August 1895: A Resident remembers the Past

My mother-in-law was a walking history book about Lockport. She lived with us for many years and would reminiscence about the Lockport she knew. One of the stories she told was about the Lockport Fire of 1895. Kathryn moved to Lockport from Lemont and at seventeen became the housekeeper for an older man who lived upstairs in an apartment on Ninth St. between State and Hamilton.

During the Fire of 1895, when the building in which she was living caught fire, she along with her employer were forced to flee. The only belongings she saved from the fire were the clothes on her back. She stood and watched the fire cross Ninth Street, ignite the barn on the Boyer property and then leap to the Central School and consume the school building.

In 1904, she married Henry Landon who had come to Lockport from Columbia City, Indiana and worked as a tinsmith for O’Connell Hardware on State Street. Henry became a partner with Frank Miller and opened Miller & Landon Hardware Store. They were living temporarily at 112 East 11th Street. This house was part of the old flour mill and was moved to that location. They were going to move into a new house where Lockport’s Music Store is now. But that was not to be. Henry, who now had two sons, ages five and six, became ill.  He went to Mayo Clinic and came back with the news that he was only given a year to live. He died when the boys were seven and eight.

I married the younger son, Sebastian Francis in 1939. The older of our two daughters was born while we were living at 112 East 11th Street.

Henry Landon was Lockport’s Fire Chief in 1904. He also held the position of Firemen’s Secretary for the Lockport Volunteer Fire Department. I still have the buttons from his firemen’s uniform and an original fire lantern.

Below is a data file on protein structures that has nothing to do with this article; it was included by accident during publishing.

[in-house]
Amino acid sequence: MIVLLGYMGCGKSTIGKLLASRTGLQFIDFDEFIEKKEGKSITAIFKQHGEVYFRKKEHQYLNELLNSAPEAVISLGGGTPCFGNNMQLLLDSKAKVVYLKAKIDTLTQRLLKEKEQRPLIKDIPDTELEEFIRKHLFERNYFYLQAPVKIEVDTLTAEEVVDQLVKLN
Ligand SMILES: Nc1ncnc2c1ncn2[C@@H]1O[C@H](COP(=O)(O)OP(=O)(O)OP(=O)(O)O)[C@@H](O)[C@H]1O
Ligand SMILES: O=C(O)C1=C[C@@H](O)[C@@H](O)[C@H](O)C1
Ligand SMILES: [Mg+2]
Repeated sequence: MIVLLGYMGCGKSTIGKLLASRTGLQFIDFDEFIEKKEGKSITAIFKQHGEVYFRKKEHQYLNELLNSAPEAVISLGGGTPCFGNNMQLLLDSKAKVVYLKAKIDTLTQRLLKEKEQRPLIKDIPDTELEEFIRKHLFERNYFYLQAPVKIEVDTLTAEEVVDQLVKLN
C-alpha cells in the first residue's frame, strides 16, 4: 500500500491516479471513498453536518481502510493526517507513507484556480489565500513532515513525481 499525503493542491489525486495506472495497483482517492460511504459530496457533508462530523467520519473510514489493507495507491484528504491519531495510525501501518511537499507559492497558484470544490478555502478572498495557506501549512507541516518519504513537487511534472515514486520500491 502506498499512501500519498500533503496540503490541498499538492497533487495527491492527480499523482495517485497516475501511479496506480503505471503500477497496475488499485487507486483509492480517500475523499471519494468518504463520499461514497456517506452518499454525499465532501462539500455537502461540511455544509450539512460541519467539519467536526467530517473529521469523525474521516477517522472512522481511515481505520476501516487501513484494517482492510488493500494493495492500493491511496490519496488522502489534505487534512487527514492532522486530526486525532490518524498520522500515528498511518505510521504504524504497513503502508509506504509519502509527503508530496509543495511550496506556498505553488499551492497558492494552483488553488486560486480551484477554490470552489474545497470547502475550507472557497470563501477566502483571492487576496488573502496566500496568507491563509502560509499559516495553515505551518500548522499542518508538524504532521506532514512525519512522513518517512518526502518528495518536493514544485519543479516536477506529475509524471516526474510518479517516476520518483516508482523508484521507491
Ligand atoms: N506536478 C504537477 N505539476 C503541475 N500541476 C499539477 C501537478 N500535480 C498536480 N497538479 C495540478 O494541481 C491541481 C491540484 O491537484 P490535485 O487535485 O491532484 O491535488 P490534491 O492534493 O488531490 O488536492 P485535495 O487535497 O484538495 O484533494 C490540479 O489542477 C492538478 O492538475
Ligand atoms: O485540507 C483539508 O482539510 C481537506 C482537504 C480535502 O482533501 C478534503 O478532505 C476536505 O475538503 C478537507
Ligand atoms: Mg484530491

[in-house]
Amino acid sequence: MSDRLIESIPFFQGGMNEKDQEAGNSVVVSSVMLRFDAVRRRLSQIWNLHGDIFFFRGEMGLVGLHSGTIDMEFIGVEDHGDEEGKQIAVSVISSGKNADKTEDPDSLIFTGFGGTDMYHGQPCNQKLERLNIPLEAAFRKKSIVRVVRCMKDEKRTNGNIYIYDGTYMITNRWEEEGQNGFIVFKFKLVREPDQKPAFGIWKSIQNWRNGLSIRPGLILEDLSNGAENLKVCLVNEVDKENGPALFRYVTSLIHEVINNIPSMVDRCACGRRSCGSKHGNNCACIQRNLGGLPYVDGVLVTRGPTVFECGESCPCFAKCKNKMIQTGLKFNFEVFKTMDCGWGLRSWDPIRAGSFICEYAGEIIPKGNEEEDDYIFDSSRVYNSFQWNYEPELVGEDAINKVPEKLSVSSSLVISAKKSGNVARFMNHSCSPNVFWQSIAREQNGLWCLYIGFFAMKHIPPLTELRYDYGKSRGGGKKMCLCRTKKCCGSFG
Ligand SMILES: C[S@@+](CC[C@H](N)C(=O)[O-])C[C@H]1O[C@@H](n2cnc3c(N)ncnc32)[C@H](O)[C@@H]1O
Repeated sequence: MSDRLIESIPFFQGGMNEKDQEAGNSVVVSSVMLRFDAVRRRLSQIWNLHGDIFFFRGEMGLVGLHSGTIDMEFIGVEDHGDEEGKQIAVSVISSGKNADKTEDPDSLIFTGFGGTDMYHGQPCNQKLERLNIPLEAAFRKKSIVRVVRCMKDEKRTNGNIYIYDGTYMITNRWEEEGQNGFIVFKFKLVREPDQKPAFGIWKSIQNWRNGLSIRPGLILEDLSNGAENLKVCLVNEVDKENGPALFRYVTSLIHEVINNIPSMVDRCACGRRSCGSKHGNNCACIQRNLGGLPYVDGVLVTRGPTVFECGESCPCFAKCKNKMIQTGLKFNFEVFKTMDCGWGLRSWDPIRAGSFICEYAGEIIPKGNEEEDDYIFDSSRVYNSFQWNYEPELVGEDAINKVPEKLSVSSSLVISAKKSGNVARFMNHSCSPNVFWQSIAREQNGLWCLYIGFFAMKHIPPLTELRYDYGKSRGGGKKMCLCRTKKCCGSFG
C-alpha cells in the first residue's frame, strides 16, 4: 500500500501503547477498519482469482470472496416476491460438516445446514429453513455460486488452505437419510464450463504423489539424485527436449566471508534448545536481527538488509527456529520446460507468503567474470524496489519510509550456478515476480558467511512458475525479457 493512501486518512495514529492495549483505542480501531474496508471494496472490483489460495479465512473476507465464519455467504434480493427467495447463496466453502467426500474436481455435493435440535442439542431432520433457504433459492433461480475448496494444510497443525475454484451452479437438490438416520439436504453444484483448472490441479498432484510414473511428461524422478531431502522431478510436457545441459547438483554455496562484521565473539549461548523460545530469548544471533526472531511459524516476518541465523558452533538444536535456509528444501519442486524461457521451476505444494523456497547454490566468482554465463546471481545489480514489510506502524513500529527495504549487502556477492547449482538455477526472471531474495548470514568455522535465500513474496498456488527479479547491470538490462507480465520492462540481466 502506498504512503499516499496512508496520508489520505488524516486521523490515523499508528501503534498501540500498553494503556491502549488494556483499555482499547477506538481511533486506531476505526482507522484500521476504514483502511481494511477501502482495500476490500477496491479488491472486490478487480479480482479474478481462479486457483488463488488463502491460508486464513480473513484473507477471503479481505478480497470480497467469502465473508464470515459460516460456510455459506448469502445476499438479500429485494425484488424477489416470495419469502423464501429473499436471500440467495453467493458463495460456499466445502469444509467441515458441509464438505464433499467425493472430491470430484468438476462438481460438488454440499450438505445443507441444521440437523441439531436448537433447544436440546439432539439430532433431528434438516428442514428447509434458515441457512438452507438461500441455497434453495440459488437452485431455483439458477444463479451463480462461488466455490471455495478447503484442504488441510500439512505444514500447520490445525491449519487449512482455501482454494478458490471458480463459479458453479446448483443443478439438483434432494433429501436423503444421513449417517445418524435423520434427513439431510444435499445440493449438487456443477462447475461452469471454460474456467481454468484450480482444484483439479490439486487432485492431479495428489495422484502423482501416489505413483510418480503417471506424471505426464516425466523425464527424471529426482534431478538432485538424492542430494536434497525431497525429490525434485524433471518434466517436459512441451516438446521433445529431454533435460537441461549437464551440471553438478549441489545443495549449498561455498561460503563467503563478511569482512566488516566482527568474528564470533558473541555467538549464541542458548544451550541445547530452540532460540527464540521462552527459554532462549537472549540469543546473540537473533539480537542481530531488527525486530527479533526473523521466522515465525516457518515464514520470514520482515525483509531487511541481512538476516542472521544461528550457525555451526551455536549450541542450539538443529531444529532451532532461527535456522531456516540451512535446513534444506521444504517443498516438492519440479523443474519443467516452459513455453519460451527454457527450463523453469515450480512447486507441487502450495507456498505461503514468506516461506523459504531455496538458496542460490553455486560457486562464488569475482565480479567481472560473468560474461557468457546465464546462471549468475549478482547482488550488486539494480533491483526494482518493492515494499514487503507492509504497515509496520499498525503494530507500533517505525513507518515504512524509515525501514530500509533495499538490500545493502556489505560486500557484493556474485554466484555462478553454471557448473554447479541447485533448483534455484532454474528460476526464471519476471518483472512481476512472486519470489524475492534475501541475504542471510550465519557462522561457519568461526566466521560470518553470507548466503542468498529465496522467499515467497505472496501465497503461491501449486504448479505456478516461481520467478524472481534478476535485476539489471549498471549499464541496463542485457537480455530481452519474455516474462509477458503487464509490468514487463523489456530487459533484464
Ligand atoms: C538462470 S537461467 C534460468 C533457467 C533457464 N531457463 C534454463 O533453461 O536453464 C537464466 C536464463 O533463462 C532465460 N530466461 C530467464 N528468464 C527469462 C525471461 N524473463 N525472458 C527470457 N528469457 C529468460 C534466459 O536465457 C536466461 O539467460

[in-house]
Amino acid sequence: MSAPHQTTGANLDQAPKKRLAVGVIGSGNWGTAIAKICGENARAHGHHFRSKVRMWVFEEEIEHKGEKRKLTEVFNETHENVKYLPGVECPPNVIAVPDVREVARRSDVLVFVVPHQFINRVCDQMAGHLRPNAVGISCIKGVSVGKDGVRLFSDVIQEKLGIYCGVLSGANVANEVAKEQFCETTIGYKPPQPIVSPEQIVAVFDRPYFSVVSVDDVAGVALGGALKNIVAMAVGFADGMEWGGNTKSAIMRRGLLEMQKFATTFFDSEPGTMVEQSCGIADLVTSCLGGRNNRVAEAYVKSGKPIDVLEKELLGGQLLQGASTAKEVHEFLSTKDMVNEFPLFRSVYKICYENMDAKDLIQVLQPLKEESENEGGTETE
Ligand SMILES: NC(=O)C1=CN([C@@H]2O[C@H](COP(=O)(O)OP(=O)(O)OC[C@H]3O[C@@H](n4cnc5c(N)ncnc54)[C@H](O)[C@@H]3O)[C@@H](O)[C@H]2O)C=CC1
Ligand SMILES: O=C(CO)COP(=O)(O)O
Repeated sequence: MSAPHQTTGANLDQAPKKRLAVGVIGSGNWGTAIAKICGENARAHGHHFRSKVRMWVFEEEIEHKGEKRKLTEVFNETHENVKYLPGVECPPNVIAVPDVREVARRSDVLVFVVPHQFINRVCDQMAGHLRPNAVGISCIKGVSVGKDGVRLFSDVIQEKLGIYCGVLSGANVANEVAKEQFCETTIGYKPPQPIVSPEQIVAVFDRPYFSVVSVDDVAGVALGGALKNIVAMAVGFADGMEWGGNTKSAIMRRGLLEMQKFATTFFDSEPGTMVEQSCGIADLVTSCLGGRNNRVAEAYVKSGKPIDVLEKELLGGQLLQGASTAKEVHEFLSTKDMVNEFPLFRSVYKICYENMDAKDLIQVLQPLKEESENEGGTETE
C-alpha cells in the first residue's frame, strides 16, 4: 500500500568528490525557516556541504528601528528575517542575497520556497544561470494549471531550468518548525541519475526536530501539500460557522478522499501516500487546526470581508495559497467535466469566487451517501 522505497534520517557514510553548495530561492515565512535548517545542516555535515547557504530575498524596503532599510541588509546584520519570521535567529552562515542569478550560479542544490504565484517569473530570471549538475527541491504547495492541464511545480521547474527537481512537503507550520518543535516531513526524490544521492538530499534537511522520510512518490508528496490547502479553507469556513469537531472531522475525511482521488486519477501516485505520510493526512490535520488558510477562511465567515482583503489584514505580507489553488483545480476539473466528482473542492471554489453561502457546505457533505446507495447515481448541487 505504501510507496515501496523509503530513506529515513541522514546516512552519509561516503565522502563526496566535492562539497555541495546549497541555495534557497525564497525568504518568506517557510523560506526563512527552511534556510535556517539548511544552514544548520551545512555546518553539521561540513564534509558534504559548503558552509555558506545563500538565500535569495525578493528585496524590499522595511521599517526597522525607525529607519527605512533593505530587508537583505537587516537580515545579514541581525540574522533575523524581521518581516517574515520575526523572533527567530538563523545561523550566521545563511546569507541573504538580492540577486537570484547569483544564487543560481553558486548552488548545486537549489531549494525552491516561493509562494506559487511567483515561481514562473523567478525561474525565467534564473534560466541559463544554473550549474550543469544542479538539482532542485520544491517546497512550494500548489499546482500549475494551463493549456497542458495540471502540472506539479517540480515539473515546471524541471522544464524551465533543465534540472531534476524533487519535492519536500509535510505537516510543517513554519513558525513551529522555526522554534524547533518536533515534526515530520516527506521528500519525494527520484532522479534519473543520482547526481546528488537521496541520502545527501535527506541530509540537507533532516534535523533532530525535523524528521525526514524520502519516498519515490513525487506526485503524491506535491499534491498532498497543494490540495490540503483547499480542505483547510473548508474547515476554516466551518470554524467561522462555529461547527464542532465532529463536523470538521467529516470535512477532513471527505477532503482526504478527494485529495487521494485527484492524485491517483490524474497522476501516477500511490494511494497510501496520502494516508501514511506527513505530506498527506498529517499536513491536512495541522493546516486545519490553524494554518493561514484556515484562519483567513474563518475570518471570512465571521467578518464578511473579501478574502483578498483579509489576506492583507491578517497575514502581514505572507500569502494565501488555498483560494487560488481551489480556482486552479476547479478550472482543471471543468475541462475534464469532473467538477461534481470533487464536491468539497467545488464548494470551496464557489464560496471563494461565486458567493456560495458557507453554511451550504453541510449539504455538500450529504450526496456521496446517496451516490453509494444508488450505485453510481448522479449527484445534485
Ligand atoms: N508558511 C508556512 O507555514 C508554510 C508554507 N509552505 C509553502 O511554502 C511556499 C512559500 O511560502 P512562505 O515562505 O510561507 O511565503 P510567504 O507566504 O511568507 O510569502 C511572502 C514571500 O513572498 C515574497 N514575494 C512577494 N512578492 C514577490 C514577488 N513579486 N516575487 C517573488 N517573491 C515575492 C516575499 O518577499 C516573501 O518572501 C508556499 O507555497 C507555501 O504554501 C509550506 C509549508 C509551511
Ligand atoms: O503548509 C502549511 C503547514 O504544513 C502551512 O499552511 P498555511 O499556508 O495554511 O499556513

Mrs. Louella Landon

The Great Lockport Fire Occured August 10th, 1895


According to history, the great fire of Lockport happened August 10th, 1895, in downtown Lockport. Reports say that a Tinner working on the Phoenix Newspaper Building roof, located on Tenth Street just east of State, turned over his small coal burning stove and set fire to the roof.

Among the buildings destroyed by this fire that leveled a square block of establishments, was the Central Grade School which has been built in 1857.

All buildings bounded by State, 9th, 10th and Hamilton were leveled with exception of the Norton Store on the corner of 10th and State.  Norton had his own water system and managed to keep his building wet during the fire. This great fire brought firefighting equipment from Chicago, Joliet and Lemont besides the Lockport equipment.

A barn was destroyed at the rear of the Boyer home, which was the Lockport Township Library prior to its removal before building the new library. It looked like the two-story frame building would be gutted, but it was saved through the efforts of Rev.  J .J. McGovern (Pastor of St. Dennis Church) and other volunteer firemen.

Businesses destroyed were the Phoenix Printing Company, Lockport Opera House, Dennis and O’Brien’s Saloon, Mrs. Finch’s Novelty Shop, J. Iskotech Meat Market, F.W. Stowe Grocery, C.H. Bacon Drug Store, Freeman Grocery and Coleman’s Barber Shop.  Offices of Dr. Schoop and Dr. Courtney, Masonic Hall, Frank McCuddens Saloon, Whalen Meat Market, Gaines Dry Goods, Dr. Moon’s Drug Store, Lockport Post Office, William Beach Wagon Shop, Bee Hive General Store, George Spangler Grocery, Thompson Confectionery, Frank Hutton Grocery, Henry Claussen Paint Store, Gaskin’s Blacksmith Shop, Julius Scheibe Shoe Store, O’Connell and Sloan Hardware, and Bohnstengel and Weir Harness Shop.